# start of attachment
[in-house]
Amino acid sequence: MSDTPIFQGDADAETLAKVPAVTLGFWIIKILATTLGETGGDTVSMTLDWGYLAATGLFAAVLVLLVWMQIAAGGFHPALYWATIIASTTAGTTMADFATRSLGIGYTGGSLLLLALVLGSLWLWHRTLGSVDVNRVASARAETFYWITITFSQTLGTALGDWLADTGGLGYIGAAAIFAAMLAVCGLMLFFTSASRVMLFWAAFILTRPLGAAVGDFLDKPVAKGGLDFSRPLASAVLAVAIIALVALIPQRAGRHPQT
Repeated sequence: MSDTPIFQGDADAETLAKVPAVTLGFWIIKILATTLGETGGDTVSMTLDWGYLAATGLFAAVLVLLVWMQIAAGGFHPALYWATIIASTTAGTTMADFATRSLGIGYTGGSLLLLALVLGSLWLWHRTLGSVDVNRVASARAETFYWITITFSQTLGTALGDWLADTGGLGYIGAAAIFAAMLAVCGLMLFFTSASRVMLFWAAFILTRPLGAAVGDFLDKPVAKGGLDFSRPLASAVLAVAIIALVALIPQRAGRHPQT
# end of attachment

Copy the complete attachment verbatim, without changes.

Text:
[in-house]
Amino acid sequence: MSDTPIFQGDADAETLAKVPAVTLGFWIIKILATTLGETGGDTVSMTLDWGYLAATGLFAAVLVLLVWMQIAAGGFHPALYWATIIASTTAGTTMADFATRSLGIGYTGGSLLLLALVLGSLWLWHRTLGSVDVNRVASARAETFYWITITFSQTLGTALGDWLADTGGLGYIGAAAIFAAMLAVCGLMLFFTSASRVMLFWAAFILTRPLGAAVGDFLDKPVAKGGLDFSRPLASAVLAVAIIALVALIPQRAGRHPQT
Repeated sequence: MSDTPIFQGDADAETLAKVPAVTLGFWIIKILATTLGETGGDTVSMTLDWGYLAATGLFAAVLVLLVWMQIAAGGFHPALYWATIIASTTAGTTMADFATRSLGIGYTGGSLLLLALVLGSLWLWHRTLGSVDVNRVASARAETFYWITITFSQTLGTALGDWLADTGGLGYIGAAAIFAAMLAVCGLMLFFTSASRVMLFWAAFILTRPLGAAVGDFLDKPVAKGGLDFSRPLASAVLAVAIIALVALIPQRAGRHPQT